Part IX Costs, Funding, and Ideas for Optimization, 27 ‘Other Costs’ in International Arbitration: A Review of the Recoverability of Internal and Third-Party Funding Costs
From: Defining Issues in International Arbitration: Celebrating 100 Years of the Chartered Institute of Arbitrators
Edited By: Julio César Betancourt
- Jurisdiction — Arbitral tribunals — Arbitrators — International courts and tribunals, decisions — International courts and tribunals, procedure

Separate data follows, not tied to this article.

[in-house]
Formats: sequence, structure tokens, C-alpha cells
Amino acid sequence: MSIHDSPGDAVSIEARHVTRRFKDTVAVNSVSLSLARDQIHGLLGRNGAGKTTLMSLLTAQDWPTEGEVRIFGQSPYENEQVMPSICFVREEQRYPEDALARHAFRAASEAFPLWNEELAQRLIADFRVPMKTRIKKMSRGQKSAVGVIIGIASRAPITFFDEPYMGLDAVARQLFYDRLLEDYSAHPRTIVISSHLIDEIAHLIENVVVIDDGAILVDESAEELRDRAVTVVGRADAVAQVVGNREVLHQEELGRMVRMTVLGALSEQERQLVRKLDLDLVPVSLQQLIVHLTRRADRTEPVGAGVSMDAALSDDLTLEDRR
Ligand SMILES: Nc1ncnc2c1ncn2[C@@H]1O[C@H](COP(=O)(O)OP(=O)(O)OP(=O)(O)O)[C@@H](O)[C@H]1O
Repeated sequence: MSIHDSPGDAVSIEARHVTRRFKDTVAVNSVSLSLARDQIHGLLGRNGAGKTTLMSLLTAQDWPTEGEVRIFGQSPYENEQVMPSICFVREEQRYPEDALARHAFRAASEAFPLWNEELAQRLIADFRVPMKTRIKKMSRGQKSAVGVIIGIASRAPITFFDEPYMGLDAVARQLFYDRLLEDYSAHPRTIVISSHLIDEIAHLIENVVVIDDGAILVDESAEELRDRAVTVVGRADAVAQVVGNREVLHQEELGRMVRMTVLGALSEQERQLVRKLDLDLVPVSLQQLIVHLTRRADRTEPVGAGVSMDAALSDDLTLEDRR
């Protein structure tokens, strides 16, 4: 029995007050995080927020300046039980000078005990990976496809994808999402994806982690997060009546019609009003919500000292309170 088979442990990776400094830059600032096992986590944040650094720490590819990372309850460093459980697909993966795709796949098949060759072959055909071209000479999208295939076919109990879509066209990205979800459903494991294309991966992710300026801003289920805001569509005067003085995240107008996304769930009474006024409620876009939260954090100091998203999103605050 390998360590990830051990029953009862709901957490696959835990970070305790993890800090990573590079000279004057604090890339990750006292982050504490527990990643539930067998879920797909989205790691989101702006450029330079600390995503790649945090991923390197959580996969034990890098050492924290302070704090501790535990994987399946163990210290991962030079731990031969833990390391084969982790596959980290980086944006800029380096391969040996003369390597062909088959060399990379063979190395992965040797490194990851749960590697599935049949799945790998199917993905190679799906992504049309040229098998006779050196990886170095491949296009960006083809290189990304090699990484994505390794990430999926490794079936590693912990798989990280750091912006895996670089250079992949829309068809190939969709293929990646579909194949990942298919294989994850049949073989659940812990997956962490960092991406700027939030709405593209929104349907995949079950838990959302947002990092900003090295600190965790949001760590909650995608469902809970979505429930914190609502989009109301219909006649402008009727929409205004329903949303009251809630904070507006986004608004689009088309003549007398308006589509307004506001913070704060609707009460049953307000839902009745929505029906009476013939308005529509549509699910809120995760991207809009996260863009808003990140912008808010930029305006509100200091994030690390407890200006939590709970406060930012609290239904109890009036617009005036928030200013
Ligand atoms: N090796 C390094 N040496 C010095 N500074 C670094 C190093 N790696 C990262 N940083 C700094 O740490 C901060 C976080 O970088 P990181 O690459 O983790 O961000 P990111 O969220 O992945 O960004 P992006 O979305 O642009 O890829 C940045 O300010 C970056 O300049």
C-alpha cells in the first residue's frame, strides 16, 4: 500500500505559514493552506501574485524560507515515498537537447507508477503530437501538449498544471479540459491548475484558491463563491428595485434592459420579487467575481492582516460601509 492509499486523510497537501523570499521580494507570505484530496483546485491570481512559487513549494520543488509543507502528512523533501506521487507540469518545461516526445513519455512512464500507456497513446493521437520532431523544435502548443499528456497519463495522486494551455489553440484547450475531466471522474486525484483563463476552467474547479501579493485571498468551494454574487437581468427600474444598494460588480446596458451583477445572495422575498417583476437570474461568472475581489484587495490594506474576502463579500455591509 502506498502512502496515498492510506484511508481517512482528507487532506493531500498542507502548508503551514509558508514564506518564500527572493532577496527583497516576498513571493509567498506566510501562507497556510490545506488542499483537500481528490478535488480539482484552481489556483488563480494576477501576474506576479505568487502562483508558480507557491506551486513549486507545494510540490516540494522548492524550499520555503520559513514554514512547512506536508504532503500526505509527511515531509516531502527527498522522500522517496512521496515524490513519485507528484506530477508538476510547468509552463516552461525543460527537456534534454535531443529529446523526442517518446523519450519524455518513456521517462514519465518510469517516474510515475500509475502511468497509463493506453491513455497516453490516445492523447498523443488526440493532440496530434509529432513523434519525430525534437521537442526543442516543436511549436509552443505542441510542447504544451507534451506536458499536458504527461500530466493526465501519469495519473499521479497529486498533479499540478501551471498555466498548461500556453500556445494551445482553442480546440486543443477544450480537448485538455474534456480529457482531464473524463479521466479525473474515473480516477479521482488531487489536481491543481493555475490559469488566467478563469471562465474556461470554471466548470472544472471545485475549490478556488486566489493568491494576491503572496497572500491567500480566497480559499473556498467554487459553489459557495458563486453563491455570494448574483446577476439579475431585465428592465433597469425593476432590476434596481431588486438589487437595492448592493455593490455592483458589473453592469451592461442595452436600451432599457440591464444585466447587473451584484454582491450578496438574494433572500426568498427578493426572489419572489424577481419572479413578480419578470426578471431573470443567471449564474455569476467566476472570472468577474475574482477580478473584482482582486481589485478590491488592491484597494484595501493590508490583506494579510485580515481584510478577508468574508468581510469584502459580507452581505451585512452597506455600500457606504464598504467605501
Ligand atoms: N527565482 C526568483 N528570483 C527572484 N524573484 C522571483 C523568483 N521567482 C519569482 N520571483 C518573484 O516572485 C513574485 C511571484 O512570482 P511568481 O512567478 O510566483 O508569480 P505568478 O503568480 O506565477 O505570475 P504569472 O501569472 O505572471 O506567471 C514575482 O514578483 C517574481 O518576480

This chapter explores the types of costs that may be awarded in arbitral proceedings, analysing the underlying principles governing the recoverability of costs in international arbitration. In particular, it focuses on how claims relating to the costs of in-house legal counsel; staff and senior management; and third-party funding arrangements are generally decided by arbitral tribunals. While most arbitral rules expressly allow for the recovery of arbitral costs and reasonable legal fees incurred by external counsel, the position is less clear where the fees of in-house lawyers, lost management time, or third-party funding arrangements are concerned. In theory, in-house counsel fees should be recoverable where parties are able to demonstrate the reasonableness and necessity of these costs. As for management costs, a party should in principle be able to recover such costs in arbitration if it can prove that the time spent on the arbitration caused substantial disruption to its business. Costs underwritten by a third-party funding arrangement should, in principle, be similarly recoverable provided the funding arrangement was agreed at arm’s length and is permitted under the applicable laws.